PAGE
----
Tune in to Learning



Vocabulary (can be discussed before or after viewing):

Carbohydrate (Carbon, Hydrogen, Oxygen)



Blood sugar




Teaching Tools: Cookie, apple, celery

I. Pre-viewing Questions:

Ask: Do you know anyone on a low-carb diet?

What does “carb” mean? 

What kinds of foods have carbohydrates in them? 

Where do carbs come from? What news stories about carbs have learners heard recently?

OR: Does anyone know someone who has diabetes and must control his/her blood sugar. 

What is blood sugar? 

What kinds of foods should diabetics avoid?



II. Post-viewing Questions

Ask: What exactly is a carbohydrate?

[A molecule made of carbon, hydrogen, and oxygen that is found in most foods, particularly vegetables, grains, and fruits. A cookie, an apple, and celery all contain carbs.]

Why do people think of carbohydrates as “sugars”?

[Sugar is a type of carbohydrate. Most carbs we eat break down into a simple sugar, glucose, in our bodies.  Glucose is a type of sugar that is one of the ingredients of table sugar.]

Why is glucose called “blood sugar?”  What does glucose do for us?

[Glucose is the most common type of carbohydrate.  It is the “fuel” that we take in through the bloodstream after we digest food.  We break down glucose for energy. Glucose is a carbohydrate that plants make through the process of photosynthesis, and which the plants use for their own “fuel.”]

What is a starch?

[Starches are made up of long chains of glucose molecules.  Starchy foods include potatoes, rice, and bread.  When we digest starches, our digestive system breaks them down into individual glucose molecules in order to absorb them.]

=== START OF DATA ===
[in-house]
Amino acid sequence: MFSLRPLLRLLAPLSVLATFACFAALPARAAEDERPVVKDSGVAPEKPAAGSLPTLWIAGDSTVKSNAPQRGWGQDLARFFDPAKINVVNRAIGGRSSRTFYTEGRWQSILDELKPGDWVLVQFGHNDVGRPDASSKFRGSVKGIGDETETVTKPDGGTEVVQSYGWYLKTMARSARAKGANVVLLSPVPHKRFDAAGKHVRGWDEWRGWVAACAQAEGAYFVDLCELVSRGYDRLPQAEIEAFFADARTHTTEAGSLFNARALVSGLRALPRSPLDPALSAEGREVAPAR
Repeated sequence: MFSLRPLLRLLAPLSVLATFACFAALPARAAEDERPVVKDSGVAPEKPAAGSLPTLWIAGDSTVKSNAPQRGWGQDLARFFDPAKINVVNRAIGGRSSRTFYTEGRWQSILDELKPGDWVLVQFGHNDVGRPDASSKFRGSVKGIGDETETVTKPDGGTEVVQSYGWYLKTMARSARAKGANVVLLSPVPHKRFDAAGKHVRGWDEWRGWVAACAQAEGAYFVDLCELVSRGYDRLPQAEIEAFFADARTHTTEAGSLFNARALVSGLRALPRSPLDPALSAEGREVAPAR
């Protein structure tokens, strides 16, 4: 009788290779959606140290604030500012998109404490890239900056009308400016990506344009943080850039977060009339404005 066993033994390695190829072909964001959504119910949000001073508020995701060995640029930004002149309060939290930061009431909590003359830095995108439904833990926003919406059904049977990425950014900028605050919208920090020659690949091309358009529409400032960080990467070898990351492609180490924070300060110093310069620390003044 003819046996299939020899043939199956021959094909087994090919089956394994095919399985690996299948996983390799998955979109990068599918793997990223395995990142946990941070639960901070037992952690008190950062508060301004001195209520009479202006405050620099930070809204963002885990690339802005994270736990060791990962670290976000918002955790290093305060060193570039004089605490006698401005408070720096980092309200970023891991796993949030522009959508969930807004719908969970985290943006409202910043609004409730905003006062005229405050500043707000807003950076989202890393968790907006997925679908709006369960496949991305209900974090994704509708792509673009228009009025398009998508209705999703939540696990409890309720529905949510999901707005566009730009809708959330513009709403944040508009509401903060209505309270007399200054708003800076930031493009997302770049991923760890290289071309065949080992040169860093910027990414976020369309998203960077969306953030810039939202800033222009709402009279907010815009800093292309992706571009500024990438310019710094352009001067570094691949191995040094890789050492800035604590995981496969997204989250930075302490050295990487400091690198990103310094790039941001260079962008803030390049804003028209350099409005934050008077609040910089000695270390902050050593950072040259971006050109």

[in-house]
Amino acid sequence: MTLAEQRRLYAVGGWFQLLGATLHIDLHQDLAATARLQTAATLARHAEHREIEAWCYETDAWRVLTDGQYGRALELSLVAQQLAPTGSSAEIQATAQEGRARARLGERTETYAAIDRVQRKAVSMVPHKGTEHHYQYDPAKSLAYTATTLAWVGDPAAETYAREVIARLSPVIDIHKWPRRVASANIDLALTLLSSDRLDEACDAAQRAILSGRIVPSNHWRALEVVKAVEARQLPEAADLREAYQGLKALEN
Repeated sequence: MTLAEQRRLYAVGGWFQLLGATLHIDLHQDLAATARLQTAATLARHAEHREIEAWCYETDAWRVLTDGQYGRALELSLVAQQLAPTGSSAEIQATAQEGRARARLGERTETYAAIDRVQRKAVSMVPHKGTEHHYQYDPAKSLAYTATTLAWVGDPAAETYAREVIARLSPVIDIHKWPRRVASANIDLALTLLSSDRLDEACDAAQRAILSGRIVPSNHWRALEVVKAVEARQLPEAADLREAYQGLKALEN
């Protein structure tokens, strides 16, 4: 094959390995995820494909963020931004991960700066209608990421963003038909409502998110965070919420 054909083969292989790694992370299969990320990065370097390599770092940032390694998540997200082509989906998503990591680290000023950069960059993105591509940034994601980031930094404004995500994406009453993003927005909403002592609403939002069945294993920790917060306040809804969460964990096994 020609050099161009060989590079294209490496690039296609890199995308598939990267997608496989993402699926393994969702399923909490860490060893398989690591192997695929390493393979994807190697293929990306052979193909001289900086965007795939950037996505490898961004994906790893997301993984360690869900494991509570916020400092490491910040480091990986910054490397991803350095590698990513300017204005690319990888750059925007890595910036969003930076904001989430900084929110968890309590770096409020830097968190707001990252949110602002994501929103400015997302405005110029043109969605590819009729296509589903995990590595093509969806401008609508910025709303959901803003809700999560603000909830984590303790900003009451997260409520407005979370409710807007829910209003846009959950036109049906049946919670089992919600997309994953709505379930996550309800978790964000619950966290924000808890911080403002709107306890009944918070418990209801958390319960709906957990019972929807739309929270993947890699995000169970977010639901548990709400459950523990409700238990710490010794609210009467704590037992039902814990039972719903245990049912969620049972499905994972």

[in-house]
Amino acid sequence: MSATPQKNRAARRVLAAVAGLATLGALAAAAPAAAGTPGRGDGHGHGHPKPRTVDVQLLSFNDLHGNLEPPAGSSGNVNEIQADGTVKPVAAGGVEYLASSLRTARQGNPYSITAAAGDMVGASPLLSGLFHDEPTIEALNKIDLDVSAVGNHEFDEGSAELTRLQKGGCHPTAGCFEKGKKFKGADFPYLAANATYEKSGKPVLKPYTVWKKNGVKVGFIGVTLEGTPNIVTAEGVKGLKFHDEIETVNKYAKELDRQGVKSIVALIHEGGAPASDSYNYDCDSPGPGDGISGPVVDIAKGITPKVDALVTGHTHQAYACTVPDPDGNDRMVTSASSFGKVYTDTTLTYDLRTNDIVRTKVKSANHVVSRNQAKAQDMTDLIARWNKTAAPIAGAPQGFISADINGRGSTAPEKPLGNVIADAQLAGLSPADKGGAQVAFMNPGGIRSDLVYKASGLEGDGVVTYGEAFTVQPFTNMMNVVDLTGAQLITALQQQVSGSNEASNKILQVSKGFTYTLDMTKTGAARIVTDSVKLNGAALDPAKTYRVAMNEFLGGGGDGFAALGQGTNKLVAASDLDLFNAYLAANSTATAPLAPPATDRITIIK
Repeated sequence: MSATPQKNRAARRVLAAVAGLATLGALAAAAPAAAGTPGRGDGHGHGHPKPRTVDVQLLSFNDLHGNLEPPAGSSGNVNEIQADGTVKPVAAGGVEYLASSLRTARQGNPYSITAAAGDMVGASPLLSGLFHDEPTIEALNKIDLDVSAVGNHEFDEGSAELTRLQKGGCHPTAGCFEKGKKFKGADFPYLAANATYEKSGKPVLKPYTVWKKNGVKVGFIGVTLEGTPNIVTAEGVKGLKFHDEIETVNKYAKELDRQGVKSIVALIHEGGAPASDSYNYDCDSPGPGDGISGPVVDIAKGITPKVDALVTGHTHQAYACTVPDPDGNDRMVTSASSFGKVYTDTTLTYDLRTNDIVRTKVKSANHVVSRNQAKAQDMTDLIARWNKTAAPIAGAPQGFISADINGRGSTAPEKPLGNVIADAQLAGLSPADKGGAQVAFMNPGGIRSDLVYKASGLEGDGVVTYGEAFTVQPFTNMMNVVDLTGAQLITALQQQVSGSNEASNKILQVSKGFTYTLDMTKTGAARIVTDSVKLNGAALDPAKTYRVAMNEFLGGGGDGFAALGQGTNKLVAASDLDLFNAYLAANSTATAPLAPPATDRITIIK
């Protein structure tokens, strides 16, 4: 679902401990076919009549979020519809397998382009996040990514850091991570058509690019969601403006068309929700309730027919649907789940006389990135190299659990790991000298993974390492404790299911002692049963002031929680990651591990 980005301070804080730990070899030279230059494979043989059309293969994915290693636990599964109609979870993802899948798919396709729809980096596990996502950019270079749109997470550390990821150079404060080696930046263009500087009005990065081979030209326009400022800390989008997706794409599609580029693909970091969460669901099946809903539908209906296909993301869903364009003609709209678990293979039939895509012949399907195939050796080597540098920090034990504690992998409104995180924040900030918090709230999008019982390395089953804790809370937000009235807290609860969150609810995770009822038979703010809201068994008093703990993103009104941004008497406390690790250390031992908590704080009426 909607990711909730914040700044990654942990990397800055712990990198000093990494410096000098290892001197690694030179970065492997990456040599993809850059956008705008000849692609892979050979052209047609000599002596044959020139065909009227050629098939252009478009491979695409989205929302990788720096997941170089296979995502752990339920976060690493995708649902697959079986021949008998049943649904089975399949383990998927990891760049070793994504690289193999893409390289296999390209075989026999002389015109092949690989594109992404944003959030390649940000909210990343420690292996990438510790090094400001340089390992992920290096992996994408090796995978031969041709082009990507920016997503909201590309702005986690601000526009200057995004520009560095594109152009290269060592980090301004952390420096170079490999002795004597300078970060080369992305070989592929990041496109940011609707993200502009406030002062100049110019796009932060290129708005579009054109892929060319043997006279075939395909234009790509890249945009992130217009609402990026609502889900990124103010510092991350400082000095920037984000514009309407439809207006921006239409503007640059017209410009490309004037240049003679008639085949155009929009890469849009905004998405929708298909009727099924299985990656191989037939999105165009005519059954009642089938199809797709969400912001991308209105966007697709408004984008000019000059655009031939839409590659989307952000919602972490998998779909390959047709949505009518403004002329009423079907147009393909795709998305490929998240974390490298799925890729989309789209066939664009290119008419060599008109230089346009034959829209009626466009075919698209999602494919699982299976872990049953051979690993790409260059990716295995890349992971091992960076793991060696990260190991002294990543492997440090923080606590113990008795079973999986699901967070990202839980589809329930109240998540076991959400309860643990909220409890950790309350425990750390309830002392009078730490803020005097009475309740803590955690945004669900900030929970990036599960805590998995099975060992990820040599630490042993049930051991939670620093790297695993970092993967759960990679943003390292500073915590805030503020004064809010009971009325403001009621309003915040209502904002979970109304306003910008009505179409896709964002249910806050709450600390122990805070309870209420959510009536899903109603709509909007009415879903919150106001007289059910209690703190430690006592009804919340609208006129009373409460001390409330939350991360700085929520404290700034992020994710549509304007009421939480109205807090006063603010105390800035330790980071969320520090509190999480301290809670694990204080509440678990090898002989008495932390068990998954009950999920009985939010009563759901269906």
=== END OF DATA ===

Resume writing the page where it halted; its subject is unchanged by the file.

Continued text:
What is fiber?

[A large web of glucose molecules.  It is an important nutrient in food – you can see it in the tough strands of the celery stalk.  It helps keep our digestive systems healthy.]

What’s the difference between carbohydrates found in sweet snacks and carbohydrates found in fruits and vegetables?

[Sugary snacks and drinks have little or no fiber or vitamins and minerals like the fruits and vegetables do.]

General Discussion:

What else did viewers learn from the video? Was it enjoyable? Ask for examples of what was clear/confusing.  How did the recipe relate to the science topic? What else do learners want to know about this topic? Would they show it to their children?

Web Lessons: On, note the science and math web lessons that correlate to Carbohydrates.  Use them as part of your lesson or encourage learners with outside access to the internet to visit where they can review the videos, learn more about the topic through the related web lessons, or explore other videos and lessons.